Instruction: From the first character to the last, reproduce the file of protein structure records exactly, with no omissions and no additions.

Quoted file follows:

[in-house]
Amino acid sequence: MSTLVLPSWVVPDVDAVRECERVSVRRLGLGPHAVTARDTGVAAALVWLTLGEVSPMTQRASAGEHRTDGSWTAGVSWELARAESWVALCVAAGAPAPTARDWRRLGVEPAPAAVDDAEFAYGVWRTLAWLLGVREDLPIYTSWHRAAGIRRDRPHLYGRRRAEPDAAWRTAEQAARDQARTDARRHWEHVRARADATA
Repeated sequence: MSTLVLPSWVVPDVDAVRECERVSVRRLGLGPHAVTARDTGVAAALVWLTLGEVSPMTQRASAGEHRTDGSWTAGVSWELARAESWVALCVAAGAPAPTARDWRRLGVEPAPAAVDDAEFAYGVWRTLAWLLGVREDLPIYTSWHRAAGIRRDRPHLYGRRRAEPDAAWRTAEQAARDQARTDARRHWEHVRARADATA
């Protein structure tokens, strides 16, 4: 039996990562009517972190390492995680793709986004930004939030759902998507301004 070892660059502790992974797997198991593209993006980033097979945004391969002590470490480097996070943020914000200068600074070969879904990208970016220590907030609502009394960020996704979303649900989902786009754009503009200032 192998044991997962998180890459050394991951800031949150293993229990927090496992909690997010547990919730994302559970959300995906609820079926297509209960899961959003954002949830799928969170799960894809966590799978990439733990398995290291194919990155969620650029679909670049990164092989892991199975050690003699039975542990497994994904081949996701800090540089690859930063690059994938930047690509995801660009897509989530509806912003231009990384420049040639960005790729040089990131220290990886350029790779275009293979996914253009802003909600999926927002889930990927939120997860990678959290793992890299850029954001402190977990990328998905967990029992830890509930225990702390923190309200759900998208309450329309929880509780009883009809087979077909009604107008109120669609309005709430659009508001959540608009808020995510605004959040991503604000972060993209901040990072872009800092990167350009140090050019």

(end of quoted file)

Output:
[in-house]
Amino acid sequence: MSTLVLPSWVVPDVDAVRECERVSVRRLGLGPHAVTARDTGVAAALVWLTLGEVSPMTQRASAGEHRTDGSWTAGVSWELARAESWVALCVAAGAPAPTARDWRRLGVEPAPAAVDDAEFAYGVWRTLAWLLGVREDLPIYTSWHRAAGIRRDRPHLYGRRRAEPDAAWRTAEQAARDQARTDARRHWEHVRARADATA
Repeated sequence: MSTLVLPSWVVPDVDAVRECERVSVRRLGLGPHAVTARDTGVAAALVWLTLGEVSPMTQRASAGEHRTDGSWTAGVSWELARAESWVALCVAAGAPAPTARDWRRLGVEPAPAAVDDAEFAYGVWRTLAWLLGVREDLPIYTSWHRAAGIRRDRPHLYGRRRAEPDAAWRTAEQAARDQARTDARRHWEHVRARADATA
């Protein structure tokens, strides 16, 4: 039996990562009517972190390492995680793709986004930004939030759902998507301004 070892660059502790992974797997198991593209993006980033097979945004391969002590470490480097996070943020914000200068600074070969879904990208970016220590907030609502009394960020996704979303649900989902786009754009503009200032 192998044991997962998180890459050394991951800031949150293993229990927090496992909690997010547990919730994302559970959300995906609820079926297509209960899961959003954002949830799928969170799960894809966590799978990439733990398995290291194919990155969620650029679909670049990164092989892991199975050690003699039975542990497994994904081949996701800090540089690859930063690059994938930047690509995801660009897509989530509806912003231009990384420049040639960005790729040089990131220290990886350029790779275009293979996914253009802003909600999926927002889930990927939120997860990678959290793992890299850029954001402190977990990328998905967990029992830890509930225990702390923190309200759900998208309450329309929880509780009883009809087979077909009604107008109120669609309005709430659009508001959540608009808020995510605004959040991503604000972060993209901040990072872009800092990167350009140090050019």